Invertible Moore automataInvertible Moore automataThe construction yielding a Moore neighbourhood automaton is essentially the same as the one for the Honeycomb neighbourhood.This page essentially only reproduces the diagrams relevant to the Moore neighbourhood. Please refer to the Honeycomb contruction method for additional details. First a path is constructed through the automata, passing through every cell.
Then, each cell is allocated an update function which is applied on "even" timesteps. This function is such that the state of each cell depends only on it's previous state, and the state of up to three of its neighbours in the previous generation. The three neighbours are chosen in such a way that they are closer to the end of the path in the bottom lefthand corner (with distance being measured along the path). This is illustrated in the following diagram:
Blue lines from a cell connect it to up to two neighbours. Next, an update function which is applied on "odd" timesteps is allocated to each cell. As before, this function is such that the state of each cell depends only on it's previous state, and the state of up to three of its neighbours in the previous generation. This time, the three neighbours are chosen in such a way that they are closer to the end of the path in the top lefthand corner (again, with distance being measured along the path). The following diagram shows this situation:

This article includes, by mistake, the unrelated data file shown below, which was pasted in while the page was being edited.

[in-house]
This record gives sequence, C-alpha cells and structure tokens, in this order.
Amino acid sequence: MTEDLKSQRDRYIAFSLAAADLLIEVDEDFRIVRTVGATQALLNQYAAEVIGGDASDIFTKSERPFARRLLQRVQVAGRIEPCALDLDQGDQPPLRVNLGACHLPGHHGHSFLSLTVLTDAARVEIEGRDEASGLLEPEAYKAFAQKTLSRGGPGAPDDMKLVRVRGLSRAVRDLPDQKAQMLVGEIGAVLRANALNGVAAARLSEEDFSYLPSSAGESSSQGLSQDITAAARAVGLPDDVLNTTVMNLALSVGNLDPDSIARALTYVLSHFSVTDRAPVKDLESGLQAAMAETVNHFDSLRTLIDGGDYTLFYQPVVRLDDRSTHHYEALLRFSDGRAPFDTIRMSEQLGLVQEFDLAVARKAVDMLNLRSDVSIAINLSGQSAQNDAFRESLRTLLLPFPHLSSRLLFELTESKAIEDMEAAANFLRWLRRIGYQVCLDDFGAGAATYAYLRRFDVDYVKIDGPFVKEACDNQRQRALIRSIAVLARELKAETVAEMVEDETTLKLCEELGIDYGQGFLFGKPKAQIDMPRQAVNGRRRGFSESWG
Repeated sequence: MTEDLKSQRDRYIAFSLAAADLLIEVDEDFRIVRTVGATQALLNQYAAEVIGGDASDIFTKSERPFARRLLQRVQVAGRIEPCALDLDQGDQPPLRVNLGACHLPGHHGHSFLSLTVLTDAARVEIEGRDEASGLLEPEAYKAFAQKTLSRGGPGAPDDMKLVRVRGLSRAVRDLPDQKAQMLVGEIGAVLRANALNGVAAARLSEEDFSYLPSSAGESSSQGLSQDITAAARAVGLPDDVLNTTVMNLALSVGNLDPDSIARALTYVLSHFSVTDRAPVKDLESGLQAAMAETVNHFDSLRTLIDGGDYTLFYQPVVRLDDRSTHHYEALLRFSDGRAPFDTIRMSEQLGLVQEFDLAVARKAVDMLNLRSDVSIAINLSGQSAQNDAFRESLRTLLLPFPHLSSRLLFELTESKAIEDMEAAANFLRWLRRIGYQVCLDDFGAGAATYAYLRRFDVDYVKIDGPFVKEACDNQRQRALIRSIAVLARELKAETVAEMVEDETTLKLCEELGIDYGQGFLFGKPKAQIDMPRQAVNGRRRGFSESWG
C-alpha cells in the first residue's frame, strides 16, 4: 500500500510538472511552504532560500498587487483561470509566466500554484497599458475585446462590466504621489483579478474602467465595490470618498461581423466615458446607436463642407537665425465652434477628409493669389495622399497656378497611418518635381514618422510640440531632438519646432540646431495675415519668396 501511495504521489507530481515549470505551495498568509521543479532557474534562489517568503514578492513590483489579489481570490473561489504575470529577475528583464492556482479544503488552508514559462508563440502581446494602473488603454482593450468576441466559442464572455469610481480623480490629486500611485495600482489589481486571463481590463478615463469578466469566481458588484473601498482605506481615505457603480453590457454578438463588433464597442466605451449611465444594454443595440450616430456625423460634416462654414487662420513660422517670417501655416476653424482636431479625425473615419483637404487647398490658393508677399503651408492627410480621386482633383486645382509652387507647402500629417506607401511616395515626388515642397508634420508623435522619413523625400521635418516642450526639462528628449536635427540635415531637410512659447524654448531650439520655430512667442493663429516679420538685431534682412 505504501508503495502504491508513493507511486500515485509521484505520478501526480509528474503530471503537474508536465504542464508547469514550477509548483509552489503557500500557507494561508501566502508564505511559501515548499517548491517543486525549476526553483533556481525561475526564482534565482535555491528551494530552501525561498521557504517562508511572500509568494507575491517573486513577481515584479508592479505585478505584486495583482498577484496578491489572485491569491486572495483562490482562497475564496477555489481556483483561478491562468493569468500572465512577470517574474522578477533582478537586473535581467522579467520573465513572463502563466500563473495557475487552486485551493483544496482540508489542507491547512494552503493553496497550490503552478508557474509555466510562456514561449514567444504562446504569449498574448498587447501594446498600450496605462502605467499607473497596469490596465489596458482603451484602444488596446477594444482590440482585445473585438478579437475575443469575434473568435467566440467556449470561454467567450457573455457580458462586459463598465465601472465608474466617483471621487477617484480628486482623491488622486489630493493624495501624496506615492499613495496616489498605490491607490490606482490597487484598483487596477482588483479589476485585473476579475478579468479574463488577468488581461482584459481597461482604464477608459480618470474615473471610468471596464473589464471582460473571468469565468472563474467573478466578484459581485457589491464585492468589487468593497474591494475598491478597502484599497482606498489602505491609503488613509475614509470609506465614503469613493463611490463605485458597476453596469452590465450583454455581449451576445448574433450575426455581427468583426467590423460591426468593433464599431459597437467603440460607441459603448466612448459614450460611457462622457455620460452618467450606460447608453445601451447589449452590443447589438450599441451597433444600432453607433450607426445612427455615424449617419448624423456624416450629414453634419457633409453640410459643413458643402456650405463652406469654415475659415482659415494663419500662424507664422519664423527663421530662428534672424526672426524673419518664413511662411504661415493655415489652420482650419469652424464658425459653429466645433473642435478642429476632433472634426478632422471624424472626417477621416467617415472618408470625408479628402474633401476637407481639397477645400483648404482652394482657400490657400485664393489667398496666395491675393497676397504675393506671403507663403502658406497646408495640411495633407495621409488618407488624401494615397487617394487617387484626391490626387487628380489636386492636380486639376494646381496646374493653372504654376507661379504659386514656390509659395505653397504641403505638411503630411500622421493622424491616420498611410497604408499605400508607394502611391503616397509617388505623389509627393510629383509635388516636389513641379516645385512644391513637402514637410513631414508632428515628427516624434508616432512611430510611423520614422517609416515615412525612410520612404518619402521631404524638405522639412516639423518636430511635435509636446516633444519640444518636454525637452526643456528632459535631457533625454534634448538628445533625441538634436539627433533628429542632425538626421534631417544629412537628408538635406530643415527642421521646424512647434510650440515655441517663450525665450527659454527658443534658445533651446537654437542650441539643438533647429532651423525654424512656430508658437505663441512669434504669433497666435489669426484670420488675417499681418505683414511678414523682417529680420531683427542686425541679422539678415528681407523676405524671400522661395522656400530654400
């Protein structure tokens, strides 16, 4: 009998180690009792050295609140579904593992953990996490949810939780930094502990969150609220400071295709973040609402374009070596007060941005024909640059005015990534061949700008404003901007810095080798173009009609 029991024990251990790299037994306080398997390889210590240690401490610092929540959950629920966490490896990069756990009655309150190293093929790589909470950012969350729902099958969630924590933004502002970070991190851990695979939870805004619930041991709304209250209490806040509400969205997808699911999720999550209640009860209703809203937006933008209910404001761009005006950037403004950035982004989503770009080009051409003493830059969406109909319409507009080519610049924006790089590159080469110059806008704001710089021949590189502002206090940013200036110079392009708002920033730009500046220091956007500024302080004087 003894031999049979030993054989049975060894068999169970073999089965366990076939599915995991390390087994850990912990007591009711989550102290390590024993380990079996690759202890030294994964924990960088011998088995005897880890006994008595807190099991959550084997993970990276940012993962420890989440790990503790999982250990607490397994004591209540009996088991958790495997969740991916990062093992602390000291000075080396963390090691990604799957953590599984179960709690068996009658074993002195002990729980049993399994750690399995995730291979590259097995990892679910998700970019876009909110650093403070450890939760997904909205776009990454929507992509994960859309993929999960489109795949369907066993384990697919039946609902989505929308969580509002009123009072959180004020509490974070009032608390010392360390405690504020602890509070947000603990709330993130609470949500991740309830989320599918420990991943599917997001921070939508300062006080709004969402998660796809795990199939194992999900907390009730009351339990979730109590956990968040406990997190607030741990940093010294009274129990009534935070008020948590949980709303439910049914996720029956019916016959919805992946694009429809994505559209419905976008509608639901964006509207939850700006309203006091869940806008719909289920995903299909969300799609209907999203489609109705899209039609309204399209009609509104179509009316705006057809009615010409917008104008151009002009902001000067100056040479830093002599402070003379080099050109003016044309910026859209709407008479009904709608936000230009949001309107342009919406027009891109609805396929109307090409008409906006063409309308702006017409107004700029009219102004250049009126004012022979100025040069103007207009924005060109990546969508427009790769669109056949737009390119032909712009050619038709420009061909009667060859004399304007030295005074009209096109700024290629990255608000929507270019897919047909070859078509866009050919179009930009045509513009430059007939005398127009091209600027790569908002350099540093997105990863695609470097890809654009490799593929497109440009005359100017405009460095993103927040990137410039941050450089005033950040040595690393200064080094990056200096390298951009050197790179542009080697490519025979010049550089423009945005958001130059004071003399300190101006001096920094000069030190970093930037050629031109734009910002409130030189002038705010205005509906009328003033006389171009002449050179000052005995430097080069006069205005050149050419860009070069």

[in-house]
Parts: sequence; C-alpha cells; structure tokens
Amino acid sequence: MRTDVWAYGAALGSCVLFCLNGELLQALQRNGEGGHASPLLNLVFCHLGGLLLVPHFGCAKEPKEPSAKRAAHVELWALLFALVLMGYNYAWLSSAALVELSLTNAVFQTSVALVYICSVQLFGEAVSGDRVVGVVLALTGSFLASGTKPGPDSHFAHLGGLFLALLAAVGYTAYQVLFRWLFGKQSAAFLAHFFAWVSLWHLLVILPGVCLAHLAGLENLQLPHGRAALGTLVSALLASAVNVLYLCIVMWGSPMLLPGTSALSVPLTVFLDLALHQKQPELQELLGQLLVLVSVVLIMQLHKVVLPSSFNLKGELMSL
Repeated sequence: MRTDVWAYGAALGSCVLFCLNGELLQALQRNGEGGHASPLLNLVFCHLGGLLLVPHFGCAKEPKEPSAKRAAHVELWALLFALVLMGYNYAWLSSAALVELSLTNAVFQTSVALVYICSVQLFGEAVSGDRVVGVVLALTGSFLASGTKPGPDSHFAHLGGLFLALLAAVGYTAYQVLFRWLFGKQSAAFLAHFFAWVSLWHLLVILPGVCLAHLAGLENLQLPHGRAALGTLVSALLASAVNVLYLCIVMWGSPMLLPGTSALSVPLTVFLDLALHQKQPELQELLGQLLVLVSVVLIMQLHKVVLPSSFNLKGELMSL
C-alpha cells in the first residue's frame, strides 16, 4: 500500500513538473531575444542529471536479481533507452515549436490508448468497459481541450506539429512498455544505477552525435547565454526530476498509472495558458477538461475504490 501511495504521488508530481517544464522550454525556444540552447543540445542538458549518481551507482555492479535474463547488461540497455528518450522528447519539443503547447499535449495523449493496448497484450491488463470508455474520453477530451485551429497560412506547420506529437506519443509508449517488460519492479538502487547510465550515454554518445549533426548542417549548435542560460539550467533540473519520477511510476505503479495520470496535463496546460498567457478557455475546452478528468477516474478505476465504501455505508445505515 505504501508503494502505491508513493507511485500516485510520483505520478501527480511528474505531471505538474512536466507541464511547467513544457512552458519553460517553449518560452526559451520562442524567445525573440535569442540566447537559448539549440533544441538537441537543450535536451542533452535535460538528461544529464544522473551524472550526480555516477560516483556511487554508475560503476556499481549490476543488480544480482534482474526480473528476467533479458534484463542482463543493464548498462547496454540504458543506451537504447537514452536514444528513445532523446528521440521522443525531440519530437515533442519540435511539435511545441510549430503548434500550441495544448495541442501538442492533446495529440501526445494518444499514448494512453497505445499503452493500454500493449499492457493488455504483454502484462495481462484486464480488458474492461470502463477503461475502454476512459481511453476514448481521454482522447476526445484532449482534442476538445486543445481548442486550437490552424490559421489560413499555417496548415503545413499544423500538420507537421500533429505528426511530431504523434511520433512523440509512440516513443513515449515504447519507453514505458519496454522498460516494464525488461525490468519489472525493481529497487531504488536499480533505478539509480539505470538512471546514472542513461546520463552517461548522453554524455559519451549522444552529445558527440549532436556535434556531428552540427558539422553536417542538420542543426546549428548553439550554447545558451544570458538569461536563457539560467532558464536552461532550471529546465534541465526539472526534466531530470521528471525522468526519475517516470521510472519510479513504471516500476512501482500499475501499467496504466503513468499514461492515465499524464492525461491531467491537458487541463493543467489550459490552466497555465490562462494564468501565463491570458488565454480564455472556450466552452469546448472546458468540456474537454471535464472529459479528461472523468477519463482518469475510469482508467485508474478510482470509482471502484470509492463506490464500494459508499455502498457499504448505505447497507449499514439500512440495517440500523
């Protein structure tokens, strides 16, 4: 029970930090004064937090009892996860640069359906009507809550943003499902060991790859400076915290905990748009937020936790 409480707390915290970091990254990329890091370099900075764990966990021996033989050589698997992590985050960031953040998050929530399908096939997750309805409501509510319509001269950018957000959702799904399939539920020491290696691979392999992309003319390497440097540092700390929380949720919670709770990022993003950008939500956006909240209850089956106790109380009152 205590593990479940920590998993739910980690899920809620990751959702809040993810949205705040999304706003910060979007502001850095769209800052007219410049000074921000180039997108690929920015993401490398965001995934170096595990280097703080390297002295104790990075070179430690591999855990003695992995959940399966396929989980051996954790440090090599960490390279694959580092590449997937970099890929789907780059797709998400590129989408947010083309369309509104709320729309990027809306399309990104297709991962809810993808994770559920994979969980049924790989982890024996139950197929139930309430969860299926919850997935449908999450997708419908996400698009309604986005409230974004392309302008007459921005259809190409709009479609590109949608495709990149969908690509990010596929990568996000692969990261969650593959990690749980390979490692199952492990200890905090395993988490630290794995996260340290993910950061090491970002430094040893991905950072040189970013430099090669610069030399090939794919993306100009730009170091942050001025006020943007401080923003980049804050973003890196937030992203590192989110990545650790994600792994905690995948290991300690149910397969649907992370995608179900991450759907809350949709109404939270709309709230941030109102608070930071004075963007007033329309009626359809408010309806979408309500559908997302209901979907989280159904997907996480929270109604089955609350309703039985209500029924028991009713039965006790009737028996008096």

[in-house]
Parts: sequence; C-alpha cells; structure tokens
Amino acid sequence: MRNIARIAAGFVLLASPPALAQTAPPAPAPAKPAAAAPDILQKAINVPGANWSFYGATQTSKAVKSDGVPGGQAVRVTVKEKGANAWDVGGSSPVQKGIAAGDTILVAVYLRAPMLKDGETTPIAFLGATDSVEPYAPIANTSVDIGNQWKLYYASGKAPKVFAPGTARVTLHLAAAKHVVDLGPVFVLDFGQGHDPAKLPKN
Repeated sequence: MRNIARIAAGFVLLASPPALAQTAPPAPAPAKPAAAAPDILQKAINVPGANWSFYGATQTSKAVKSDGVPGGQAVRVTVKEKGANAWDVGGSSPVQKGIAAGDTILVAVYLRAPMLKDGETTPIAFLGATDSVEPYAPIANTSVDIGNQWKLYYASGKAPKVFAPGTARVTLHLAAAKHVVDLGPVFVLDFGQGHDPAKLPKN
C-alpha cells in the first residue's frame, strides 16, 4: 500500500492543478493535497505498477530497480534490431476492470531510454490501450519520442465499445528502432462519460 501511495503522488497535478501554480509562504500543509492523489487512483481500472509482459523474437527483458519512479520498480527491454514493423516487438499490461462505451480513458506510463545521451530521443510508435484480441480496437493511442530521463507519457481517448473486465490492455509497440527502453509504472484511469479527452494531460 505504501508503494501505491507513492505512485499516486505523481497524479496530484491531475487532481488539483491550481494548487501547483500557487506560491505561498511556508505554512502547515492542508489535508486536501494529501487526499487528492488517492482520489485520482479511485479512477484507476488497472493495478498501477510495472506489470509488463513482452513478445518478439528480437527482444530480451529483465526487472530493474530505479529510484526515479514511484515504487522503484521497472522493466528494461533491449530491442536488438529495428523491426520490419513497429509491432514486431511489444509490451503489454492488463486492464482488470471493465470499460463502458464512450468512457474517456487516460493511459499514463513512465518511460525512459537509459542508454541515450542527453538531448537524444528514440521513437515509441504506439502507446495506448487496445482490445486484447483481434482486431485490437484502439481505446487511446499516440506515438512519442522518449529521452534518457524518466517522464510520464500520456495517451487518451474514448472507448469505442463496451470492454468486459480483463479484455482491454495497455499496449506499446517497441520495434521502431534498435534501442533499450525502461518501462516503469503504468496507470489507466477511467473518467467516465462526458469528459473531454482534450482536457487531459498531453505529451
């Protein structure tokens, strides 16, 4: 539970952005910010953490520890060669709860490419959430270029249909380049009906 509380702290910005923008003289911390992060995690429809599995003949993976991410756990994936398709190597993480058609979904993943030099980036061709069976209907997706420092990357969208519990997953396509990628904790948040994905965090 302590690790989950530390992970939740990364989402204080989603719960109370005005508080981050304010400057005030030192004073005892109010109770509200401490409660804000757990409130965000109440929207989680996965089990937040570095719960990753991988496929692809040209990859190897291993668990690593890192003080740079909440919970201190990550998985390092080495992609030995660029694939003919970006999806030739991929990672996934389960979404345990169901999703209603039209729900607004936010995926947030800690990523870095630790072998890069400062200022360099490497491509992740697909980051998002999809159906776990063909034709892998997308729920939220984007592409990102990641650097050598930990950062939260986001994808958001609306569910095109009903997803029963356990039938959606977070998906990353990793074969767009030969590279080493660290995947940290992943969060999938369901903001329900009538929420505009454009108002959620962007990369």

Red lines from a cell connect it to up to three neighbours. Combining the last two diagrams by superposition yields:
If you now consider the effect of applying both updates simultaneously, you will see that the resulting composite automata uses the Moore neighbourhood. A diagram should help visualise what is happening:
If you apply the "even" (blue) update function first, and then apply the "odd" (red) update function, you will see that the state of the white cells in the diagram above depend on the state of the seven cells in the shaded regions. A single "red" function is involved. This function operates on a domain of four cells  each of which is the result of applying a single "blue" update function to the initial state. Examination of the diagram before this one should indicate that the Moore neighbourhood may be used for every cell in the automata (with suitable truncations applied at the edges).